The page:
Statistical Analysis: The effect of antiretroviral drugs in 50 HIV infected subjects on HAART (test) were compared to 50 HIV infected subject not on HAART (control). The result obtained were presented as mean standard error of mean. All calculations were done using the SPSS - V16 Statistical Software Package for Analysis of data. Comparisons were done using the student's paired t-test and differences were considered to be statistically significant at an error probability of less than or equal to 0.05 (P[?]0.05).

Table-I: Comparison of Haemostatic parameters found in the HIV patients.

###Parameters###Control subject###Test subject###P value###Level of Significance

###(meanSEM) n=50###(meanSEM) n=50

###PCV (%)###27.75 0.21###27.29 0.89###0.149###P > 0.05

###Platelet count(x10 9/L)###92 1.73###86 1.81###0.371###P > 0.05

###PT (s)###22.62 1.16###30.30 2.56###1.191###P less than 0.05

###PTTK (s)###39.53 2.02###50.07 2.20###0.000013###P less than 0.001

###Fibrinogen (g/l)###3.70 0.19###4.34 0.24###0.0510###P > 0.05

RESULTS

This shows a reduction in PCV and platelet counts between test and control subjects, although not statistically significant (P > 0.05). The PT and PTTK values were observed to increase significantly (P less than 0.05) between HIV patients on HAART (test) and those not on HAART (controls) while there was no significant change in fibrinogen concentration between test and control subjects.

DISCUSSION

Haemorrhage is a major risk factor in a lot of immunosuppressive disorders such as the dreaded HIV and AIDS. This haemorrhage may occur as a result of HIV-related opportunistic infections or as a consequence of antiretroviral therapies used in the treatment of the disease.

In this study, the packed cell volume of all subjects were observed to be reduced. Control subjects had a slightly higher levels of PCV than the test subjects although not statistically significant. It has been observedthatanaemiaisacommonfindinginpatients with HIV infection, particularly in individuals with more advanced HIV disease.9 Investigation from a longitudinal study of HIV disease found a very high incidence rate of anaemia in HIV patients.10

HIV infection alone, without other complicating illness, may produce anaemia in some patients. Immunoreactive hormone such as erythropoietin levels in HIV infected patients showed that levels of the hormone failed to rise commensurately with increasing anaemia, suggesting that insufficient amounts of erythropoietin may be one cause of this anaemia.11 Studies have also suggested that soluble factors in the serum of HIV-infected patients may inhibit haematopoiesis also that direct HIV infection of marrow progenitor cells may play a role in producing anaemia and other haematologic abnormally associated with HIV infection.12,13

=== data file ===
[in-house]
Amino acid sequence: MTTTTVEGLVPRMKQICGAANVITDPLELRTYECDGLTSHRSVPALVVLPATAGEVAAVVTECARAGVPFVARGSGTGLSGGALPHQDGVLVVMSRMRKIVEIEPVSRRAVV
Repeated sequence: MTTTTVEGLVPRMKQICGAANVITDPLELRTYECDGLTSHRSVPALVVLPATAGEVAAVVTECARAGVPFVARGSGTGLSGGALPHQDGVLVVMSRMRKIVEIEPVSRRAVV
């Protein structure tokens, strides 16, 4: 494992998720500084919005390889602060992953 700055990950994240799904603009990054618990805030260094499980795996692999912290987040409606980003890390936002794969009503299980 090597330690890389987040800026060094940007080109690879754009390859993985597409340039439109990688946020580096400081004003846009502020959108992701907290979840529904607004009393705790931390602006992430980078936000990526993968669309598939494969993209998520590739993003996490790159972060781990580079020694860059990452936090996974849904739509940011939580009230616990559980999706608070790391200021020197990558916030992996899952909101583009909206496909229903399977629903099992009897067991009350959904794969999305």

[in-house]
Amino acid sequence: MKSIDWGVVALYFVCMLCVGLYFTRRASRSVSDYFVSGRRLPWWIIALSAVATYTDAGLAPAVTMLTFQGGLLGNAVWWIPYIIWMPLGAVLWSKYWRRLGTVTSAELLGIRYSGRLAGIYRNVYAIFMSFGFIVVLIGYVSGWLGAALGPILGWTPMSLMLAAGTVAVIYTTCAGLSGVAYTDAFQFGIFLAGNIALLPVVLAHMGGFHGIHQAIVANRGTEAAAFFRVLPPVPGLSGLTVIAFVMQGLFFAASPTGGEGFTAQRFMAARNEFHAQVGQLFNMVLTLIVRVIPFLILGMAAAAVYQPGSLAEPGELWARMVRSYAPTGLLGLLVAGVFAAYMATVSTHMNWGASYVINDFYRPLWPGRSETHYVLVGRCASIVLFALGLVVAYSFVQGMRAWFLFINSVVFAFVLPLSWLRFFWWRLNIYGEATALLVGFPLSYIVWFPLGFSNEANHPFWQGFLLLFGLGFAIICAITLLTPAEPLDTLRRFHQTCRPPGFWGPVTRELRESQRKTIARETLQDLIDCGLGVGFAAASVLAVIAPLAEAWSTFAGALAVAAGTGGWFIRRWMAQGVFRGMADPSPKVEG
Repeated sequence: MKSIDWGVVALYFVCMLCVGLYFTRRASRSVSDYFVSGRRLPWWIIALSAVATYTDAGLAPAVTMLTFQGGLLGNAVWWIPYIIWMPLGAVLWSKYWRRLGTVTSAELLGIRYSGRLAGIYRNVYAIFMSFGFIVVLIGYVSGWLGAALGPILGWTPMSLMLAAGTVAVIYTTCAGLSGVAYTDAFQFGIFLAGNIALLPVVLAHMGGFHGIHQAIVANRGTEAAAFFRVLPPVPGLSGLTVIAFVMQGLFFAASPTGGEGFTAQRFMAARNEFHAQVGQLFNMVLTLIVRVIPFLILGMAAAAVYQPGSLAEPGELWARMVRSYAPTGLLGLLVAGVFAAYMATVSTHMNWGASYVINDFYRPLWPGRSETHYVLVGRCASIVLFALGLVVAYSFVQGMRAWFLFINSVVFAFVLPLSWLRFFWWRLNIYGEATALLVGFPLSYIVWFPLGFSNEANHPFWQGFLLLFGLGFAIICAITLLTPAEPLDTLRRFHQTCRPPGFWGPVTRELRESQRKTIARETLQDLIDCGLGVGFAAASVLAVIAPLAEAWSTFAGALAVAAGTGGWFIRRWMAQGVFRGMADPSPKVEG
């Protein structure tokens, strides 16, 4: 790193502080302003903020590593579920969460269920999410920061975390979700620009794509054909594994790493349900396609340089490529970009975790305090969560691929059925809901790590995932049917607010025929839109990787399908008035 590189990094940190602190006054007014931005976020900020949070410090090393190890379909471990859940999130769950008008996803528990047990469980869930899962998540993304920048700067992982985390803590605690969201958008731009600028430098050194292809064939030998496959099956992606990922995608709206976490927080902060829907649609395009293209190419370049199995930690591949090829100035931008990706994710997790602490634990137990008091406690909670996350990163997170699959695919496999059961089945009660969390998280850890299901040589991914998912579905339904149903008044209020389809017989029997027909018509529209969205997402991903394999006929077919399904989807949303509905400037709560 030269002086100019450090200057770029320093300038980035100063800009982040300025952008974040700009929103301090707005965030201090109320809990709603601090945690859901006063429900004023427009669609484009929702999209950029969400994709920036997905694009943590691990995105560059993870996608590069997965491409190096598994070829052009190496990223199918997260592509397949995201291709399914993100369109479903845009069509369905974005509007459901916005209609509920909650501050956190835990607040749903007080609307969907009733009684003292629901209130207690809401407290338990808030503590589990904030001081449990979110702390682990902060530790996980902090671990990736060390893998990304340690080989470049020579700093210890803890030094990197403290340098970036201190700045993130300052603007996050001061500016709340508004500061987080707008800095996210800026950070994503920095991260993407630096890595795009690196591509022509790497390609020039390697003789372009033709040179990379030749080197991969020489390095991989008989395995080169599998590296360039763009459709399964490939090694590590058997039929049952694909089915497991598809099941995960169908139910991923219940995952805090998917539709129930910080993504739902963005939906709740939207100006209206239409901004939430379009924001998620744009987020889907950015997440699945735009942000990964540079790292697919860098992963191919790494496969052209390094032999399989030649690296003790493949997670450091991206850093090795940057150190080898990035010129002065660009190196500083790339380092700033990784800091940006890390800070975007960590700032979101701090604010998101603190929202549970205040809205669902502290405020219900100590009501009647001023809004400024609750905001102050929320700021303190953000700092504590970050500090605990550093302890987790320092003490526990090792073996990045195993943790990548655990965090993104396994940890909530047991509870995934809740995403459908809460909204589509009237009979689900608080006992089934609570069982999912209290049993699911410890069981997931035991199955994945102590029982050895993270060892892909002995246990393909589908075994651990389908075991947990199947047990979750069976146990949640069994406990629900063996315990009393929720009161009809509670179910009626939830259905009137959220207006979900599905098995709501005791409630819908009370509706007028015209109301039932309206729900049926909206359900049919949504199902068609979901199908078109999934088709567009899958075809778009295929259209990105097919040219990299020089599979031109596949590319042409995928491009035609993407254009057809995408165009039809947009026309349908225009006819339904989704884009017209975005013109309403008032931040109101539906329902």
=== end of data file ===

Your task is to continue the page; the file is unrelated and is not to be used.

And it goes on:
Thrombocytopenia is a common occurrence in HIV infection. In our study, we observed a mean platelet count of 921.73 in our controls and 86.01.81 in our test. This could be due to immune mediated destruction of platelets, impaired haematopoiesis and the toxic effects of HAART. Another school of thought in thrombocytopenia occurring a lot in HIV patients is that circulating immune complexes are non-specifically deposited on platelet membranes resulting in reticuloendothelial clearance.14,15

Regardless of the actual mechanism responsible for platelet destruction, thrombocytopenia in HIV infected patients may be compounded by impaired ability to produce platelets in sufficient numbers.16 Also, there exist some abnormalities especially in the fluid phase of the coagulation cascade which may produce bleeding in the HIV patient. This can invariably leads to a prolonged partially activated thromboplastin time test, the production of a hepic anticoagulant, anticardiolipin antibodies and several abnormalities.17 This could be responsible for the increase in PT and PTTK observed in this study in the control subjects and much more higher values observed in the test subjects. This may be attributed to the drugs used in the management of these patients because a number of medications commonly used in treatment of HIV infection can cause coagulation abnormalities.18

The fibrinolytic system acts as a balance to the coagulation system, preventing excess clotting by breaking down fibrin. In this study, we observed a fibrinogen level of 4.340.24 g/l in the test subjects and 3.700.19 g/l in the control subjects. These values are not significantly different when compared.

CONCLUSION

HAART increases PT and PTTK in HIV infection. It is worthy of note that despite the potential side effects of these drugs, they may be essential for treatment of HIV infection or its complications, so they should not necessarily be avoided. Instead, people should be aware that side effects abound and efforts should be made to monitor and treat them.

ACKNOWLEDGEMENT

We are grateful to the management and staff of the University of Benin Teaching Hospital especially staff of the ART Clinic for their assistance in the collection of blood samples.

Declaration of interest: We declare that there are no conflict of interest.

Funding: All the materials used for this research were locally sourced and self sponsored.

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Publication:Pakistan Journal of Medical Sciences
Date:Dec 31, 2015